Minn. Woman Barred From Sharing Faith at HUD-Funded Complex

By:  Dave Bohon
Minn. Woman Barred From Sharing Faith at HUD-Funded Complex

Ruth Sweats, a woman at a senior citizens housing complex in Minneapolis, was forbidden to talk about her faith because the apartment received funds from the federal government. 

A senior citizens housing complex in suburban Minneapolis is under fire after a staff social worker barred a woman resident from praying or discussing her Christian faith in the the building's commons area.

Ruth Sweats, a resident of Osborne Apartments in Spring Lake Park, was reportedly sitting in the commons area of the complex discussing a Bible passage with a friend, when the building's social worker, Rachelle Henkle, stepped into the scene and demanded that she stop. Sweats told World Net Daily that she and her friend were discussing the book of Revelation, specifically the passage that speaks about those who take the “mark of the beast,” when Henkle walked up to the two and declared dramatically, “You can't talk like that here!”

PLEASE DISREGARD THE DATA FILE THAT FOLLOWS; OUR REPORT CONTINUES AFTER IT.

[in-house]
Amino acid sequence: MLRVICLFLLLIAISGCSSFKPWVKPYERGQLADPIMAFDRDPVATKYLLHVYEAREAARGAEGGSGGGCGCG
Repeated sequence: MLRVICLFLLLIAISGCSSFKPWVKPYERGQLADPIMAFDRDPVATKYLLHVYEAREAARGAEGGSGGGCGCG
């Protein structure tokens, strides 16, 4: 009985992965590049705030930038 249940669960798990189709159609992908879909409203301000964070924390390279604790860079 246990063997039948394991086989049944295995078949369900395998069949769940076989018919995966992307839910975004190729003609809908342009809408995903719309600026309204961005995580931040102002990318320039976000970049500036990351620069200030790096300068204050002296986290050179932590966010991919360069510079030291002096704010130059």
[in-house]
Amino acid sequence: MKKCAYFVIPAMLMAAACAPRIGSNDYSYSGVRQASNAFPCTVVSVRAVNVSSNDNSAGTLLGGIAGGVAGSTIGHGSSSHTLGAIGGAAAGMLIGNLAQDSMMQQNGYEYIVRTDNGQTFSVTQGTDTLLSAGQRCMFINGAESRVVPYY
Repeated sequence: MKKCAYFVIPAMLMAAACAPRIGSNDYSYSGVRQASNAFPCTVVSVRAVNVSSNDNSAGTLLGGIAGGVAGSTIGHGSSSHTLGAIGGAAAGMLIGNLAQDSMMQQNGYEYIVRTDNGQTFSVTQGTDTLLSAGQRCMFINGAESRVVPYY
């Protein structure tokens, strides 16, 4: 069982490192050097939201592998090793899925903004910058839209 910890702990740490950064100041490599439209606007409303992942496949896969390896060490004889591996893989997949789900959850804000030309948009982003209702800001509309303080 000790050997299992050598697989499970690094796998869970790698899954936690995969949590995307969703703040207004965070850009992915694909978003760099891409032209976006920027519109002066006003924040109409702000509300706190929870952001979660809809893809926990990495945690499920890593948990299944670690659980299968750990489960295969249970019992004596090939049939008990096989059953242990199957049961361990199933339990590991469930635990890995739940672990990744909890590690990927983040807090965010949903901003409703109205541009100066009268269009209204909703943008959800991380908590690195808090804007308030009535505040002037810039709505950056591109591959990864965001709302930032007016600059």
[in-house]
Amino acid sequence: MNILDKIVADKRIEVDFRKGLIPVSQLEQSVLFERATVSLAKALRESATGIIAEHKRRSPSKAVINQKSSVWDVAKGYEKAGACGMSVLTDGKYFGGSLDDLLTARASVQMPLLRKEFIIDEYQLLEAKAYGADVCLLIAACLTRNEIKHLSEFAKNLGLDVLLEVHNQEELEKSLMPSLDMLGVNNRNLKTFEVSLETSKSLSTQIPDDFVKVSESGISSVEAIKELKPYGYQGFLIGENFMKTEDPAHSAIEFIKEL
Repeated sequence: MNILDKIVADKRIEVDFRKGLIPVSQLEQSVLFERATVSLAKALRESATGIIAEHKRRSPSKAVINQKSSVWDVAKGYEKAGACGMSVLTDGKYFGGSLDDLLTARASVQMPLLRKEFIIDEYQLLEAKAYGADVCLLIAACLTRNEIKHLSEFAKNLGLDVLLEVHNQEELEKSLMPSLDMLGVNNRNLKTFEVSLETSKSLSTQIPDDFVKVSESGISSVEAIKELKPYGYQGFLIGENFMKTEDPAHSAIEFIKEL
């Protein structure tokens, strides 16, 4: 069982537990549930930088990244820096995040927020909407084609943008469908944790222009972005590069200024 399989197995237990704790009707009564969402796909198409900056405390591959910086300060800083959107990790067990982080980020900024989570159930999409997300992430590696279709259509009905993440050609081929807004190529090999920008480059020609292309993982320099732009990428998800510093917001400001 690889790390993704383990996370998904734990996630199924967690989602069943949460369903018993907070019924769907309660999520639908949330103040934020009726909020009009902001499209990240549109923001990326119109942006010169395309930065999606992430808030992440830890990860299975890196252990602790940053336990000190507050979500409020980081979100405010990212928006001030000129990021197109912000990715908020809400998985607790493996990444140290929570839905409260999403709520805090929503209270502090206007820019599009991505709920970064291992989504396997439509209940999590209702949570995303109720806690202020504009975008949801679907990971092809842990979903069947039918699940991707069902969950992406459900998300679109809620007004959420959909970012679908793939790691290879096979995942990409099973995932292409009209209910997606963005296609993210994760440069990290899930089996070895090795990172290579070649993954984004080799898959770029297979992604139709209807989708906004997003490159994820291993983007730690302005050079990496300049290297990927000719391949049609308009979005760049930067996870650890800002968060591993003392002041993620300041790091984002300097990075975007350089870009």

When Sweats pointed out that her right to free speech was protected by the First Amendment of the Constitution, Henkle countered that such rights did not apply at the housing complex since it was funded by the federal department of Housing and Urban Development (HUD), making it a religion-free zone.

Sweats promptly contacted Alliance Defending Freedom (ADF), a conservative legal advocacy group, which responded with a letter to the managers of the complex explaining that Sweats was well within her First Amendment-guaranteed rights. The First Amendment's Establishment Clause “is a restriction on government, not on private speakers,” explained ADL legal counsel Matt Sharp in the letter. “Because Osborne Apartments is a private, non-profit corporation — not a government controlled entity — it is not bound by the Establishment Clause’s prohibition on the government endorsement of religion. Indeed, Osborne Apartments is free to allow the residents to engage in religious discussion and prayer.”

The website for the apartment complex states that it is a “tax-exempt, non-profit organization … managed by Ebenezer, which has provided quality services for older adults since 1917.”

Click here to read the entire article.

Photo: A senior man and woman studying the Bible together on a sofa via Shutterstock

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